This approach has two goals: We can prioritize individual issues within the project and track the teams’ health and workloads based on the increase or decrease in the total number of issues they handle.
In some cases, separating work into team-defined projects like the previous two patterns makes it difficult to gain an overall perspective of a significant project or campaign.
For example, after completing a feature development, you may want to carry out marketing or press-related activities to publicize the new release. In other words, the teams that are involved change according to the phase of the project.
In a case like this, it’s possible to create a pattern where the project has different phases and different team members are involved in each stage.
By centrally managing and visualizing the project in this way, it becomes easier to see how each member contributes value at each step and how everyone’s cooperation is critical to success.
It’s also easier to manage and optimize the overall process in this way. For example, suppose the marketing/PR column is clogged with tasks, and new features/updates are developed and released. It will be challenging to carry out marketing activities that can promote the new updates adequately. If the development column is overladen, consider making adjustments at the planning and requirements stages.
Thus, it would be prudent to pace the work or hire temporary staff to ease the workload. Keeping track of the entire process and seeing how the different team workflows are linked is the necessary first step to optimization.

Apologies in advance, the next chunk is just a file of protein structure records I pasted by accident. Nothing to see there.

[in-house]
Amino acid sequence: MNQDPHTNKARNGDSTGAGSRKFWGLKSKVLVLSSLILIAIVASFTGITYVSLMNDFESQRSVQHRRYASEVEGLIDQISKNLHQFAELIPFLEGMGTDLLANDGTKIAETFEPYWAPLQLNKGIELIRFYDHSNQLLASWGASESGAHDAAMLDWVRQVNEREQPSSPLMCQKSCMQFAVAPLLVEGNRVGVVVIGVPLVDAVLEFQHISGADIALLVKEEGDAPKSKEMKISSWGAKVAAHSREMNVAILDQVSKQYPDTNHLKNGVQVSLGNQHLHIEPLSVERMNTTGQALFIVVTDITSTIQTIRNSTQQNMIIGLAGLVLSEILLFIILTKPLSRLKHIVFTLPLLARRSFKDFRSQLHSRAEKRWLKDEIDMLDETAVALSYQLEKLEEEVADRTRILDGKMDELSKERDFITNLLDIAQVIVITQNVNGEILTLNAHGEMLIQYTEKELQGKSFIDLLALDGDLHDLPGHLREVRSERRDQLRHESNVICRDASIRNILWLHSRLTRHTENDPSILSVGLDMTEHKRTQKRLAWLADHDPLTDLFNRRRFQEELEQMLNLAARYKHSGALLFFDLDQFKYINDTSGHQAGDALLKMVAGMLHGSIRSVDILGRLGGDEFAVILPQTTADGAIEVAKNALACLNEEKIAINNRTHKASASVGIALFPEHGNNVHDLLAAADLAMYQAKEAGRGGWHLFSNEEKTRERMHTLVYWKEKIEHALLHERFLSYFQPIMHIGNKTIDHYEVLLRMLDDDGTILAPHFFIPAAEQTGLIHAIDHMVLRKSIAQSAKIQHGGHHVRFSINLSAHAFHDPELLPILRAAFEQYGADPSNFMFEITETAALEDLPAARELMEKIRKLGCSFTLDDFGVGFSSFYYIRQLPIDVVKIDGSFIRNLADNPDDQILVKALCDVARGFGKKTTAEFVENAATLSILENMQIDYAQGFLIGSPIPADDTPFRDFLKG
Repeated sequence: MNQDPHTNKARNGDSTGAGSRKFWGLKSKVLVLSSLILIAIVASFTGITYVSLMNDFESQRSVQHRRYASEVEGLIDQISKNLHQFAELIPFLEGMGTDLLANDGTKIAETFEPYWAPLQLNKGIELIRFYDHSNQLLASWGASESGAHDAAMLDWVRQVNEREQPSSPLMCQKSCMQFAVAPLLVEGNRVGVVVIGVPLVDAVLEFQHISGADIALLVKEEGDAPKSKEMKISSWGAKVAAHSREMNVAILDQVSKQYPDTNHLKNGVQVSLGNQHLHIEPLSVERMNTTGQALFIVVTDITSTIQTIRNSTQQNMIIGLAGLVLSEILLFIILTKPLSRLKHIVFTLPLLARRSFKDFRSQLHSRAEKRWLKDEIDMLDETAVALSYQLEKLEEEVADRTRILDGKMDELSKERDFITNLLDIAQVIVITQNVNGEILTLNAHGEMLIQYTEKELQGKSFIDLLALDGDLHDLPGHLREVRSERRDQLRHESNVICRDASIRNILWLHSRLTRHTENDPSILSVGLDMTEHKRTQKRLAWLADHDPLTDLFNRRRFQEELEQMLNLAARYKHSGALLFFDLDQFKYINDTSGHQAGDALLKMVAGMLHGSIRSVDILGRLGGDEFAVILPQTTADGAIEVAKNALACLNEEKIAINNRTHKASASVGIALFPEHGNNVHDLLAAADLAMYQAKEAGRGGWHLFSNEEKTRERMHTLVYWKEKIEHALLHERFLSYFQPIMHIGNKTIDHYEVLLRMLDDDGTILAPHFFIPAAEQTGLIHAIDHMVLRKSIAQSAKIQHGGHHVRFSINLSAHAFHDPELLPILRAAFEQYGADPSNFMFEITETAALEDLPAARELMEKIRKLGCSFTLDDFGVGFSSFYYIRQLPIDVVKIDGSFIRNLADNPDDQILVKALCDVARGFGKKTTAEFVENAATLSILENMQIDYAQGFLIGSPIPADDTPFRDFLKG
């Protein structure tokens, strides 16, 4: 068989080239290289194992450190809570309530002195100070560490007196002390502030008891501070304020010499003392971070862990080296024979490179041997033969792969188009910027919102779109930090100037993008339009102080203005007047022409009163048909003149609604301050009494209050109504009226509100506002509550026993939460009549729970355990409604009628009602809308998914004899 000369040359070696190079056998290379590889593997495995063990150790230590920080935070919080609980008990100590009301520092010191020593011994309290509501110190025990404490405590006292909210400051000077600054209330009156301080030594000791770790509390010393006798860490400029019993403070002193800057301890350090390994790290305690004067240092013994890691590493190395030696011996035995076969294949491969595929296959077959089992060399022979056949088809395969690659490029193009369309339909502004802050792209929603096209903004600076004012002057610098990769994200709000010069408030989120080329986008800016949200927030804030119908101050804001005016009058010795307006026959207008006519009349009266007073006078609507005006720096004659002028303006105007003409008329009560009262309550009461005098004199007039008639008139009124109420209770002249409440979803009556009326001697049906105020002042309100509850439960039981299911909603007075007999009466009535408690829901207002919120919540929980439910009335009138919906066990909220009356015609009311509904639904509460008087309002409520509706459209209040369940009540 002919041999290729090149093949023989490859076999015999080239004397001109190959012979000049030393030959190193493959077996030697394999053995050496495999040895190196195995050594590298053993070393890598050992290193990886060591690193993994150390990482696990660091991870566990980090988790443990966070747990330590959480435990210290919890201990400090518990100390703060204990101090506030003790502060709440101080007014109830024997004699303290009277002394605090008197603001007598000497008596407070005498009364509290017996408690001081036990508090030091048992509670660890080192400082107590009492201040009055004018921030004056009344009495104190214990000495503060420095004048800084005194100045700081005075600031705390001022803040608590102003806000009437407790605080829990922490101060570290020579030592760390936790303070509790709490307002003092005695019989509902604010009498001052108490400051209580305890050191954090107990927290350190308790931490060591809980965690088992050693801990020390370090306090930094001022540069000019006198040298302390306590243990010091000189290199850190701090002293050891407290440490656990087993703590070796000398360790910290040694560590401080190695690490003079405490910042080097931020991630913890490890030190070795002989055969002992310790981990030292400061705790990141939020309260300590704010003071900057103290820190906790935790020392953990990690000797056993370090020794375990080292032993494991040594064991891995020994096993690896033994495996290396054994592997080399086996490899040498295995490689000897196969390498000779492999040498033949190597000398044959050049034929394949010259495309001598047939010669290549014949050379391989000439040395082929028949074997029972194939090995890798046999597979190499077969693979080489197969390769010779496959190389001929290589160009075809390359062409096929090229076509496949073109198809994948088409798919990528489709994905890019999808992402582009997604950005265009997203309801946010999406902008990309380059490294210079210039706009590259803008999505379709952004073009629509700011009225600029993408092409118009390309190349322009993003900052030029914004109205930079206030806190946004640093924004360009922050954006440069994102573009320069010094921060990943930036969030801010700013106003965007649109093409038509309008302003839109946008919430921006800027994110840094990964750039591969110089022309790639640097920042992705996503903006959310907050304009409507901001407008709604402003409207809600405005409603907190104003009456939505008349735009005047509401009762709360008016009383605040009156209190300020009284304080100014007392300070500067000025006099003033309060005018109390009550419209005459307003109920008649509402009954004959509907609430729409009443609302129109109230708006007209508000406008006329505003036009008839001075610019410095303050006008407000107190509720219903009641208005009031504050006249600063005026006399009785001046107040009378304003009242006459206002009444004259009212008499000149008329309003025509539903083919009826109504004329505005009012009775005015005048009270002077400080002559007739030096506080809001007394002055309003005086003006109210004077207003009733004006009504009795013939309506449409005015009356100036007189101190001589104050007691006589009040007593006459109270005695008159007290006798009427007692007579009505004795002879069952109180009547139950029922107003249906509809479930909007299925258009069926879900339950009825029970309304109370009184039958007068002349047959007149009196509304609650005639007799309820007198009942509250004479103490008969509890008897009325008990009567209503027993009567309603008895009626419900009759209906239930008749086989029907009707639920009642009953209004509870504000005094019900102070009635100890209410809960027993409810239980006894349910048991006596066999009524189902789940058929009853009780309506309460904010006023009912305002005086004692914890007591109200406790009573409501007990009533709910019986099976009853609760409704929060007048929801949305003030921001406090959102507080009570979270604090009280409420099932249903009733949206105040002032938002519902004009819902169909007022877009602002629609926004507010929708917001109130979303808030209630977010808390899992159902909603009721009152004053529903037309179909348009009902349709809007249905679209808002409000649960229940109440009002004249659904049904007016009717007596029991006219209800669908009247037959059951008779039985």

Best for: This pattern is best suited to tasks where we want to have a bird’s eye view of the overall process to consider ways of optimizing the process. Optimization would be from a business-wide perspective involving multiple teams rather than partial optimization from a single team’s perspective.
Pros: It’s easier to see the customer value provided as a whole, and the end-to-end workflow becomes transparent so we can achieve overall process optimization. It’s easier to achieve better collaboration when every team is aware of their common purpose.
Cons: It takes time and effort to identify the business objectives and processes that span multiple teams.
We can summarize the three patterns for managing tasks between developers and non-developers as:
- Using a single project to manage one-off or simpler issues
- Using more than one project to manage related issues independently
- Using a single project to manage issues involving multiple teams at various stages
Which pattern is best for your organization? Well, no one design fits all. Consider the complexity of the work, members involved, the frequency and amount of communication needed. Then, you can better decide which pattern to adopt for your collaboration between different teams.
Reference: This post is adapted from the Japanese article, Backlog utilization technique taught by Backlog engineers, written by Nulab team member, Tomonari Nakamura.